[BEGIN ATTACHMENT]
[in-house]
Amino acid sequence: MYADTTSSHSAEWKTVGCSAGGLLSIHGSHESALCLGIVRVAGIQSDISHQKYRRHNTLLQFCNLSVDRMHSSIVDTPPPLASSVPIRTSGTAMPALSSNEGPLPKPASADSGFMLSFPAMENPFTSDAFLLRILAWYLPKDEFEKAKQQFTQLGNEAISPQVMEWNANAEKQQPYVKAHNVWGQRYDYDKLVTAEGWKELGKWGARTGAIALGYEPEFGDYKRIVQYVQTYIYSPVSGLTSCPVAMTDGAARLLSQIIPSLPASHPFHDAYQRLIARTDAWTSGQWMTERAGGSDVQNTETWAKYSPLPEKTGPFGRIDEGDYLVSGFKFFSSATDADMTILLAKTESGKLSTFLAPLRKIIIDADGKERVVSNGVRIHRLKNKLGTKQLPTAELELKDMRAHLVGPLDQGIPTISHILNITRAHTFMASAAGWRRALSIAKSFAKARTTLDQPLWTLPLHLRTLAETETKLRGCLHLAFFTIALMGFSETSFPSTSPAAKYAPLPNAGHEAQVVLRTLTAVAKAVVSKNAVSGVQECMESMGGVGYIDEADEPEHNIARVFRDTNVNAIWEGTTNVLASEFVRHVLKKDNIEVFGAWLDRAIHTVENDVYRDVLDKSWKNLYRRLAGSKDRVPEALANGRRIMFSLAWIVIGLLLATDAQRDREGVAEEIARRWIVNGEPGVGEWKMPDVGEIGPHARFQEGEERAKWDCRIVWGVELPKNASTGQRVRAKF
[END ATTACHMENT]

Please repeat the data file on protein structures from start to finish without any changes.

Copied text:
[in-house]
Amino acid sequence: MYADTTSSHSAEWKTVGCSAGGLLSIHGSHESALCLGIVRVAGIQSDISHQKYRRHNTLLQFCNLSVDRMHSSIVDTPPPLASSVPIRTSGTAMPALSSNEGPLPKPASADSGFMLSFPAMENPFTSDAFLLRILAWYLPKDEFEKAKQQFTQLGNEAISPQVMEWNANAEKQQPYVKAHNVWGQRYDYDKLVTAEGWKELGKWGARTGAIALGYEPEFGDYKRIVQYVQTYIYSPVSGLTSCPVAMTDGAARLLSQIIPSLPASHPFHDAYQRLIARTDAWTSGQWMTERAGGSDVQNTETWAKYSPLPEKTGPFGRIDEGDYLVSGFKFFSSATDADMTILLAKTESGKLSTFLAPLRKIIIDADGKERVVSNGVRIHRLKNKLGTKQLPTAELELKDMRAHLVGPLDQGIPTISHILNITRAHTFMASAAGWRRALSIAKSFAKARTTLDQPLWTLPLHLRTLAETETKLRGCLHLAFFTIALMGFSETSFPSTSPAAKYAPLPNAGHEAQVVLRTLTAVAKAVVSKNAVSGVQECMESMGGVGYIDEADEPEHNIARVFRDTNVNAIWEGTTNVLASEFVRHVLKKDNIEVFGAWLDRAIHTVENDVYRDVLDKSWKNLYRRLAGSKDRVPEALANGRRIMFSLAWIVIGLLLATDAQRDREGVAEEIARRWIVNGEPGVGEWKMPDVGEIGPHARFQEGEERAKWDCRIVWGVELPKNASTGQRVRAKF